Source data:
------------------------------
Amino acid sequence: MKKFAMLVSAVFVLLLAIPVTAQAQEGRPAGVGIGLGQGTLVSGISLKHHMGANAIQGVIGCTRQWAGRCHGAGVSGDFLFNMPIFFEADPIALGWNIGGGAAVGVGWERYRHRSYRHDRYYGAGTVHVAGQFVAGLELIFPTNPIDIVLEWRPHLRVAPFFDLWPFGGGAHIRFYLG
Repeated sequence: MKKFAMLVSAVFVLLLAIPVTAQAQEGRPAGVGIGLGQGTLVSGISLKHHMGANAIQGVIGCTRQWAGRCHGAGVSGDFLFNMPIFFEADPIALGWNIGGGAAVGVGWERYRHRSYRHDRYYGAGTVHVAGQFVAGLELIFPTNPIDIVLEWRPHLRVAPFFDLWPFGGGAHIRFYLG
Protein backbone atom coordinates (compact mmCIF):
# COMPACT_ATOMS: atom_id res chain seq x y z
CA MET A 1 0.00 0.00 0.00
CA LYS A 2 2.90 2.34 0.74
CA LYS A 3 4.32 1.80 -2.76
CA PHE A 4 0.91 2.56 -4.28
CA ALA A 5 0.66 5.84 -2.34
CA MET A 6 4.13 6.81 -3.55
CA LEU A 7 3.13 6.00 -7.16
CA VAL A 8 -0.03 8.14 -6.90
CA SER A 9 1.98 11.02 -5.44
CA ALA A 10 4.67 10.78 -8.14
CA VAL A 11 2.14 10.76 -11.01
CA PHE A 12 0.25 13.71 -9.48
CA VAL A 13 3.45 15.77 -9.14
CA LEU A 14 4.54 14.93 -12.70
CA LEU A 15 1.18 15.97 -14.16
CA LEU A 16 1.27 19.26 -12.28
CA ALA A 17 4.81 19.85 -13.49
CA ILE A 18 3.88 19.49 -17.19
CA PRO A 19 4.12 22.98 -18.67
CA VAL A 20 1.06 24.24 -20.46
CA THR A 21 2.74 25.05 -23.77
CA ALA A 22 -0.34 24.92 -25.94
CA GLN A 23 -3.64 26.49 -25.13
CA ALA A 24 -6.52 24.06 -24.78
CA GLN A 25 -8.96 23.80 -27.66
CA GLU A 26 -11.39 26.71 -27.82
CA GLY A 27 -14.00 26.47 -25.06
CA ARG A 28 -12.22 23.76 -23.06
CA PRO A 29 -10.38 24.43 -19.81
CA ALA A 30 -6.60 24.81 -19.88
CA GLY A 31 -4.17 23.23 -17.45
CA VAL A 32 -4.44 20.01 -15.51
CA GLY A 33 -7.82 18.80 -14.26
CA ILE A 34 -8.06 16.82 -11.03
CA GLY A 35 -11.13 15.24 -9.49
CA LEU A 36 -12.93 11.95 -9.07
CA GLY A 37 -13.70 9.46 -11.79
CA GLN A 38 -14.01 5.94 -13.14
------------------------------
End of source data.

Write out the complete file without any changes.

Amino acid sequence: MKKFAMLVSAVFVLLLAIPVTAQAQEGRPAGVGIGLGQGTLVSGISLKHHMGANAIQGVIGCTRQWAGRCHGAGVSGDFLFNMPIFFEADPIALGWNIGGGAAVGVGWERYRHRSYRHDRYYGAGTVHVAGQFVAGLELIFPTNPIDIVLEWRPHLRVAPFFDLWPFGGGAHIRFYLG
Repeated sequence: MKKFAMLVSAVFVLLLAIPVTAQAQEGRPAGVGIGLGQGTLVSGISLKHHMGANAIQGVIGCTRQWAGRCHGAGVSGDFLFNMPIFFEADPIALGWNIGGGAAVGVGWERYRHRSYRHDRYYGAGTVHVAGQFVAGLELIFPTNPIDIVLEWRPHLRVAPFFDLWPFGGGAHIRFYLG
Protein backbone atom coordinates (compact mmCIF):
# COMPACT_ATOMS: atom_id res chain seq x y z
CA MET A 1 0.00 0.00 0.00
CA LYS A 2 2.90 2.34 0.74
CA LYS A 3 4.32 1.80 -2.76
CA PHE A 4 0.91 2.56 -4.28
CA ALA A 5 0.66 5.84 -2.34
CA MET A 6 4.13 6.81 -3.55
CA LEU A 7 3.13 6.00 -7.16
CA VAL A 8 -0.03 8.14 -6.90
CA SER A 9 1.98 11.02 -5.44
CA ALA A 10 4.67 10.78 -8.14
CA VAL A 11 2.14 10.76 -11.01
CA PHE A 12 0.25 13.71 -9.48
CA VAL A 13 3.45 15.77 -9.14
CA LEU A 14 4.54 14.93 -12.70
CA LEU A 15 1.18 15.97 -14.16
CA LEU A 16 1.27 19.26 -12.28
CA ALA A 17 4.81 19.85 -13.49
CA ILE A 18 3.88 19.49 -17.19
CA PRO A 19 4.12 22.98 -18.67
CA VAL A 20 1.06 24.24 -20.46
CA THR A 21 2.74 25.05 -23.77
CA ALA A 22 -0.34 24.92 -25.94
CA GLN A 23 -3.64 26.49 -25.13
CA ALA A 24 -6.52 24.06 -24.78
CA GLN A 25 -8.96 23.80 -27.66
CA GLU A 26 -11.39 26.71 -27.82
CA GLY A 27 -14.00 26.47 -25.06
CA ARG A 28 -12.22 23.76 -23.06
CA PRO A 29 -10.38 24.43 -19.81
CA ALA A 30 -6.60 24.81 -19.88
CA GLY A 31 -4.17 23.23 -17.45
CA VAL A 32 -4.44 20.01 -15.51
CA GLY A 33 -7.82 18.80 -14.26
CA ILE A 34 -8.06 16.82 -11.03
CA GLY A 35 -11.13 15.24 -9.49
CA LEU A 36 -12.93 11.95 -9.07
CA GLY A 37 -13.70 9.46 -11.79
CA GLN A 38 -14.01 5.94 -13.14